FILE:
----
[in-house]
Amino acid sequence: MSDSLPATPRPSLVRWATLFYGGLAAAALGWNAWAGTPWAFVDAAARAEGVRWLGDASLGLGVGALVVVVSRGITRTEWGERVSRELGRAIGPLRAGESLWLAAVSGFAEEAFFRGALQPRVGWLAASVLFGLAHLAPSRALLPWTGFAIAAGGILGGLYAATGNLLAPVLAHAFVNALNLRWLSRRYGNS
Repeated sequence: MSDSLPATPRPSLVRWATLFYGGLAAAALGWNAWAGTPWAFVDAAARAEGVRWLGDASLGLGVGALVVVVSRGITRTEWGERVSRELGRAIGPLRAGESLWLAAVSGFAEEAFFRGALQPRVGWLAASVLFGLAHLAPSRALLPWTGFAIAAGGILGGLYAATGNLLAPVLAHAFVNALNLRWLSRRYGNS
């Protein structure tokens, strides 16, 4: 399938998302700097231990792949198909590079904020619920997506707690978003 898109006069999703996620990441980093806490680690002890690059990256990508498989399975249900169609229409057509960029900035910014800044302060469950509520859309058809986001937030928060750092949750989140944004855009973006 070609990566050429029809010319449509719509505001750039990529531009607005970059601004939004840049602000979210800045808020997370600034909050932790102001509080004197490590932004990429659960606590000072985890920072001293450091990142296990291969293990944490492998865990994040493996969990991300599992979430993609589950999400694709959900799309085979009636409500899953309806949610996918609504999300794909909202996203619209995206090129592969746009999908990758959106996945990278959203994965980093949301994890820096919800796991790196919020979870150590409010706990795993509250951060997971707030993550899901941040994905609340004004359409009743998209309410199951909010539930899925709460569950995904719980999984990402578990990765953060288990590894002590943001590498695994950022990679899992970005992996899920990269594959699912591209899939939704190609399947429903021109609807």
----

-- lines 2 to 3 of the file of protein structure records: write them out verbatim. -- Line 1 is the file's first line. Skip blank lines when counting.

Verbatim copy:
Amino acid sequence: MSDSLPATPRPSLVRWATLFYGGLAAAALGWNAWAGTPWAFVDAAARAEGVRWLGDASLGLGVGALVVVVSRGITRTEWGERVSRELGRAIGPLRAGESLWLAAVSGFAEEAFFRGALQPRVGWLAASVLFGLAHLAPSRALLPWTGFAIAAGGILGGLYAATGNLLAPVLAHAFVNALNLRWLSRRYGNS
Repeated sequence: MSDSLPATPRPSLVRWATLFYGGLAAAALGWNAWAGTPWAFVDAAARAEGVRWLGDASLGLGVGALVVVVSRGITRTEWGERVSRELGRAIGPLRAGESLWLAAVSGFAEEAFFRGALQPRVGWLAASVLFGLAHLAPSRALLPWTGFAIAAGGILGGLYAATGNLLAPVLAHAFVNALNLRWLSRRYGNS